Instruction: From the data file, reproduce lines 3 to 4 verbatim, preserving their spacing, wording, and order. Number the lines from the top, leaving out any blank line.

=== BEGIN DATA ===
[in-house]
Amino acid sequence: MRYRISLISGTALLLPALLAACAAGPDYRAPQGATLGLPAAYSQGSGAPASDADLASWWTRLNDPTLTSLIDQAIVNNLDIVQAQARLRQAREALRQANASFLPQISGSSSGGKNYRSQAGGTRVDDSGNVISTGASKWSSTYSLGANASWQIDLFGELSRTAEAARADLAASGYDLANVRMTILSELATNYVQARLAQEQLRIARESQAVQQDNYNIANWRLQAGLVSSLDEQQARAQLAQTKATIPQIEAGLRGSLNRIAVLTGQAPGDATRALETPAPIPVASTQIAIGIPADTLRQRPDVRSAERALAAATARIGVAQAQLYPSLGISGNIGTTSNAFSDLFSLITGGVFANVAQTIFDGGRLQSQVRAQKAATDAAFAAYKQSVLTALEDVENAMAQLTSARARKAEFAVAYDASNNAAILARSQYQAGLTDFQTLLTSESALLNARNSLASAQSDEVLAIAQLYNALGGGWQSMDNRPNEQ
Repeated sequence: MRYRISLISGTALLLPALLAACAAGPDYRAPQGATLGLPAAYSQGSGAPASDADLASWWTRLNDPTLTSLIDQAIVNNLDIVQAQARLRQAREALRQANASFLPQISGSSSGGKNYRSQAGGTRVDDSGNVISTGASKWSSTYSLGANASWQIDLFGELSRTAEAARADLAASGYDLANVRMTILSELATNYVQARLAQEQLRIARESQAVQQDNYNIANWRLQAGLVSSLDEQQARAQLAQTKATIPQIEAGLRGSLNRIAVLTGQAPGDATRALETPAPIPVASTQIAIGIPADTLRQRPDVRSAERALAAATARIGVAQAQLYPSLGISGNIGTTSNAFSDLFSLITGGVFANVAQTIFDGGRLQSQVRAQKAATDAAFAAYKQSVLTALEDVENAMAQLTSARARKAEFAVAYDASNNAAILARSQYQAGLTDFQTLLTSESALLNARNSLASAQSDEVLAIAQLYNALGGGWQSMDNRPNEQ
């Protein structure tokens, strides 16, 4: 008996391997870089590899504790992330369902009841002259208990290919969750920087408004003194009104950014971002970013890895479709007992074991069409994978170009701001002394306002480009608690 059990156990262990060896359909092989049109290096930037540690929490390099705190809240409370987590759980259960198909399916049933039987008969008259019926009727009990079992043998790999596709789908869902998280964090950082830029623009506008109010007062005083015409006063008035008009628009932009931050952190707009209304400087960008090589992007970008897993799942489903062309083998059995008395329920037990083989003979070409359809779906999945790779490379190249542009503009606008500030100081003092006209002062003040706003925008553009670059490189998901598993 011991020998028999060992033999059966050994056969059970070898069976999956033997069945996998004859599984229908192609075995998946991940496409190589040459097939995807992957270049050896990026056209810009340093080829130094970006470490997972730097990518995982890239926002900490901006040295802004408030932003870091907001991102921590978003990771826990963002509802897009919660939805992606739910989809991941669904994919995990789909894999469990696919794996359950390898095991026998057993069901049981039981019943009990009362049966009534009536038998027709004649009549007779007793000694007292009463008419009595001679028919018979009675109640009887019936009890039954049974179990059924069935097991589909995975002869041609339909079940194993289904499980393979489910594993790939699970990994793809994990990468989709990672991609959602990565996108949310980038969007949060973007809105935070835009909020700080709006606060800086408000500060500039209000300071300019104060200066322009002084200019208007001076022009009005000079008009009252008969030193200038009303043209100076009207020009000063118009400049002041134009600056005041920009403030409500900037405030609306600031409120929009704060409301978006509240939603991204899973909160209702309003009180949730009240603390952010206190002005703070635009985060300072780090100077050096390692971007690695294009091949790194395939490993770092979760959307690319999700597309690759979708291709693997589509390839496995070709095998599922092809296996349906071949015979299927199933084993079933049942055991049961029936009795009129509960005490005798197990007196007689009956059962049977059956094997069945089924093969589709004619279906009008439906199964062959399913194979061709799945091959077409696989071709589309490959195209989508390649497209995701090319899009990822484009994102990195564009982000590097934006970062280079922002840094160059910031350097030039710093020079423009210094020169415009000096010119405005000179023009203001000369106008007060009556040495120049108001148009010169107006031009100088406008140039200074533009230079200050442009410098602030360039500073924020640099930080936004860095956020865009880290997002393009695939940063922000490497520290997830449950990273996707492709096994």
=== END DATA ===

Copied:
Repeated sequence: MRYRISLISGTALLLPALLAACAAGPDYRAPQGATLGLPAAYSQGSGAPASDADLASWWTRLNDPTLTSLIDQAIVNNLDIVQAQARLRQAREALRQANASFLPQISGSSSGGKNYRSQAGGTRVDDSGNVISTGASKWSSTYSLGANASWQIDLFGELSRTAEAARADLAASGYDLANVRMTILSELATNYVQARLAQEQLRIARESQAVQQDNYNIANWRLQAGLVSSLDEQQARAQLAQTKATIPQIEAGLRGSLNRIAVLTGQAPGDATRALETPAPIPVASTQIAIGIPADTLRQRPDVRSAERALAAATARIGVAQAQLYPSLGISGNIGTTSNAFSDLFSLITGGVFANVAQTIFDGGRLQSQVRAQKAATDAAFAAYKQSVLTALEDVENAMAQLTSARARKAEFAVAYDASNNAAILARSQYQAGLTDFQTLLTSESALLNARNSLASAQSDEVLAIAQLYNALGGGWQSMDNRPNEQ
């Protein structure tokens, strides 16, 4: 008996391997870089590899504790992330369902009841002259208990290919969750920087408004003194009104950014971002970013890895479709007992074991069409994978170009701001002394306002480009608690 059990156990262990060896359909092989049109290096930037540690929490390099705190809240409370987590759980259960198909399916049933039987008969008259019926009727009990079992043998790999596709789908869902998280964090950082830029623009506008109010007062005083015409006063008035008009628009932009931050952190707009209304400087960008090589992007970008897993799942489903062309083998059995008395329920037990083989003979070409359809779906999945790779490379190249542009503009606008500030100081003092006209002062003040706003925008553009670059490189998901598993 011991020998028999060992033999059966050994056969059970070898069976999956033997069945996998004859599984229908192609075995998946991940496409190589040459097939995807992957270049050896990026056209810009340093080829130094970006470490997972730097990518995982890239926002900490901006040295802004408030932003870091907001991102921590978003990771826990963002509802897009919660939805992606739910989809991941669904994919995990789909894999469990696919794996359950390898095991026998057993069901049981039981019943009990009362049966009534009536038998027709004649009549007779007793000694007292009463008419009595001679028919018979009675109640009887019936009890039954049974179990059924069935097991589909995975002869041609339909079940194993289904499980393979489910594993790939699970990994793809994990990468989709990672991609959602990565996108949310980038969007949060973007809105935070835009909020700080709006606060800086408000500060500039209000300071300019104060200066322009002084200019208007001076022009009005000079008009009252008969030193200038009303043209100076009207020009000063118009400049002041134009600056005041920009403030409500900037405030609306600031409120929009704060409301978006509240939603991204899973909160209702309003009180949730009240603390952010206190002005703070635009985060300072780090100077050096390692971007690695294009091949790194395939490993770092979760959307690319999700597309690759979708291709693997589509390839496995070709095998599922092809296996349906071949015979299927199933084993079933049942055991049961029936009795009129509960005490005798197990007196007689009956059962049977059956094997069945089924093969589709004619279906009008439906199964062959399913194979061709799945091959077409696989071709589309490959195209989508390649497209995701090319899009990822484009994102990195564009982000590097934006970062280079922002840094160059910031350097030039710093020079423009210094020169415009000096010119405005000179023009203001000369106008007060009556040495120049108001148009010169107006031009100088406008140039200074533009230079200050442009410098602030360039500073924020640099930080936004860095956020865009880290997002393009695939940063922000490497520290997830449950990273996707492709096994």